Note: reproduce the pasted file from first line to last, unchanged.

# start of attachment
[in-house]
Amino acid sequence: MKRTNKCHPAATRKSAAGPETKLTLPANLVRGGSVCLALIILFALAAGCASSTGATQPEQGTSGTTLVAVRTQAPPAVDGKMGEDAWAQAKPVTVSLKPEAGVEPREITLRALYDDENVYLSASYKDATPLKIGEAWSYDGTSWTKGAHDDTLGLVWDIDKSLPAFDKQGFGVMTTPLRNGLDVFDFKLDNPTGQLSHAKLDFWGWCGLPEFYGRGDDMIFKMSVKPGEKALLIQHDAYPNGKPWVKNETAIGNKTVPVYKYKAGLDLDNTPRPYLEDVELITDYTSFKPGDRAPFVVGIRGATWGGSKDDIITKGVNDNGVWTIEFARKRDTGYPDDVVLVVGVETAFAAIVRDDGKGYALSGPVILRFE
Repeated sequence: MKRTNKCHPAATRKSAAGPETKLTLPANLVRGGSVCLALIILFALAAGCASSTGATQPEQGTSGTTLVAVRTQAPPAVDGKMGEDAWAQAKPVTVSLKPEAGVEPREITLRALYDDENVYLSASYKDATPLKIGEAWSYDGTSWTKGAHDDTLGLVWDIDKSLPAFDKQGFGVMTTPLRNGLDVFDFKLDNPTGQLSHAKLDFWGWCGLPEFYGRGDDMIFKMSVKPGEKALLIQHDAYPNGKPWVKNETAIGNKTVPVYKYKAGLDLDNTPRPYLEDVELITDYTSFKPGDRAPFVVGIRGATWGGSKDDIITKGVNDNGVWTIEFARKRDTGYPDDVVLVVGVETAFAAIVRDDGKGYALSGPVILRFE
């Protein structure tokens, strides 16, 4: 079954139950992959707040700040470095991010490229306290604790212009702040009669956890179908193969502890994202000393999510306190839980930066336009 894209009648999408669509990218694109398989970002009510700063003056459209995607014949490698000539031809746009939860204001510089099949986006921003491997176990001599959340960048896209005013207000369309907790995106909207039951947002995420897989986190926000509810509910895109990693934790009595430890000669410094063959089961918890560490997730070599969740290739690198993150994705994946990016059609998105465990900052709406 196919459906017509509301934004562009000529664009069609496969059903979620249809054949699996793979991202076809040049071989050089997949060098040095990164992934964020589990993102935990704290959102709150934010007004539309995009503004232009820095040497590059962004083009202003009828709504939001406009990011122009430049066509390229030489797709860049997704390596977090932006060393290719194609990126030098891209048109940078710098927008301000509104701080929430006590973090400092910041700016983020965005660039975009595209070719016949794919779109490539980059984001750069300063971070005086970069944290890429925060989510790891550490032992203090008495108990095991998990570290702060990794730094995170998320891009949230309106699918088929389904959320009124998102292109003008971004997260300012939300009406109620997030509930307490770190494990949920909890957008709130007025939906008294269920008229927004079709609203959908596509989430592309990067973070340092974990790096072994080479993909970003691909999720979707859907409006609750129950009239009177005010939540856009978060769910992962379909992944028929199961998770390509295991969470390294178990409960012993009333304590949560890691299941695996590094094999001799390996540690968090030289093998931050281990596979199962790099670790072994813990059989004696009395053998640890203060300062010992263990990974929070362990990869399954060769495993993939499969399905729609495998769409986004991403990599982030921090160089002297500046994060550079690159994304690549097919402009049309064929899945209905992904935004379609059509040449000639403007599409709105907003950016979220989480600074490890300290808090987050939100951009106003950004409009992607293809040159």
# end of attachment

[in-house]
Amino acid sequence: MKRTNKCHPAATRKSAAGPETKLTLPANLVRGGSVCLALIILFALAAGCASSTGATQPEQGTSGTTLVAVRTQAPPAVDGKMGEDAWAQAKPVTVSLKPEAGVEPREITLRALYDDENVYLSASYKDATPLKIGEAWSYDGTSWTKGAHDDTLGLVWDIDKSLPAFDKQGFGVMTTPLRNGLDVFDFKLDNPTGQLSHAKLDFWGWCGLPEFYGRGDDMIFKMSVKPGEKALLIQHDAYPNGKPWVKNETAIGNKTVPVYKYKAGLDLDNTPRPYLEDVELITDYTSFKPGDRAPFVVGIRGATWGGSKDDIITKGVNDNGVWTIEFARKRDTGYPDDVVLVVGVETAFAAIVRDDGKGYALSGPVILRFE
Repeated sequence: MKRTNKCHPAATRKSAAGPETKLTLPANLVRGGSVCLALIILFALAAGCASSTGATQPEQGTSGTTLVAVRTQAPPAVDGKMGEDAWAQAKPVTVSLKPEAGVEPREITLRALYDDENVYLSASYKDATPLKIGEAWSYDGTSWTKGAHDDTLGLVWDIDKSLPAFDKQGFGVMTTPLRNGLDVFDFKLDNPTGQLSHAKLDFWGWCGLPEFYGRGDDMIFKMSVKPGEKALLIQHDAYPNGKPWVKNETAIGNKTVPVYKYKAGLDLDNTPRPYLEDVELITDYTSFKPGDRAPFVVGIRGATWGGSKDDIITKGVNDNGVWTIEFARKRDTGYPDDVVLVVGVETAFAAIVRDDGKGYALSGPVILRFE
């Protein structure tokens, strides 16, 4: 079954139950992959707040700040470095991010490229306290604790212009702040009669956890179908193969502890994202000393999510306190839980930066336009 894209009648999408669509990218694109398989970002009510700063003056459209995607014949490698000539031809746009939860204001510089099949986006921003491997176990001599959340960048896209005013207000369309907790995106909207039951947002995420897989986190926000509810509910895109990693934790009595430890000669410094063959089961918890560490997730070599969740290739690198993150994705994946990016059609998105465990900052709406 196919459906017509509301934004562009000529664009069609496969059903979620249809054949699996793979991202076809040049071989050089997949060098040095990164992934964020589990993102935990704290959102709150934010007004539309995009503004232009820095040497590059962004083009202003009828709504939001406009990011122009430049066509390229030489797709860049997704390596977090932006060393290719194609990126030098891209048109940078710098927008301000509104701080929430006590973090400092910041700016983020965005660039975009595209070719016949794919779109490539980059984001750069300063971070005086970069944290890429925060989510790891550490032992203090008495108990095991998990570290702060990794730094995170998320891009949230309106699918088929389904959320009124998102292109003008971004997260300012939300009406109620997030509930307490770190494990949920909890957008709130007025939906008294269920008229927004079709609203959908596509989430592309990067973070340092974990790096072994080479993909970003691909999720979707859907409006609750129950009239009177005010939540856009978060769910992962379909992944028929199961998770390509295991969470390294178990409960012993009333304590949560890691299941695996590094094999001799390996540690968090030289093998931050281990596979199962790099670790072994813990059989004696009395053998640890203060300062010992263990990974929070362990990869399954060769495993993939499969399905729609495998769409986004991403990599982030921090160089002297500046994060550079690159994304690549097919402009049309064929899945209905992904935004379609059509040449000639403007599409709105907003950016979220989480600074490890300290808090987050939100951009106003950004409009992607293809040159």